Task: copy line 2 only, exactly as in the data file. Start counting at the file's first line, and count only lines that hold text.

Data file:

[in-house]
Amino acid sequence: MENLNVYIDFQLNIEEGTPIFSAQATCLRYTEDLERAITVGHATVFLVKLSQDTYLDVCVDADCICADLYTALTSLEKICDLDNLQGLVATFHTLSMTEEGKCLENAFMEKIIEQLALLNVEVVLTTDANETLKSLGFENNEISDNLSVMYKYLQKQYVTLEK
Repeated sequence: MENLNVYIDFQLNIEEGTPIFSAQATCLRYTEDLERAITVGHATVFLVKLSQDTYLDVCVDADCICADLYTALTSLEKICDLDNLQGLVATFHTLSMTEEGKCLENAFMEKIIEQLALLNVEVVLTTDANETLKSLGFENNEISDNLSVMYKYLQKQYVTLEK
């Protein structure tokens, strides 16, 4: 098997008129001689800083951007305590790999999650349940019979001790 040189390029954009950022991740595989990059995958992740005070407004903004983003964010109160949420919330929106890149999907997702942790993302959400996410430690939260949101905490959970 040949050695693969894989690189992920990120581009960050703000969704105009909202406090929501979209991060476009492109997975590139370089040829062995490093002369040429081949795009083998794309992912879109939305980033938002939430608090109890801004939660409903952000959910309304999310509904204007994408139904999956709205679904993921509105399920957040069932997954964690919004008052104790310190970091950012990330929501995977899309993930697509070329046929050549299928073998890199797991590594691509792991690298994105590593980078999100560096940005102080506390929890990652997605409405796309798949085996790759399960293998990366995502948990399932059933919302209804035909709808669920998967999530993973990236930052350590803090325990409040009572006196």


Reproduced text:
Amino acid sequence: MENLNVYIDFQLNIEEGTPIFSAQATCLRYTEDLERAITVGHATVFLVKLSQDTYLDVCVDADCICADLYTALTSLEKICDLDNLQGLVATFHTLSMTEEGKCLENAFMEKIIEQLALLNVEVVLTTDANETLKSLGFENNEISDNLSVMYKYLQKQYVTLEK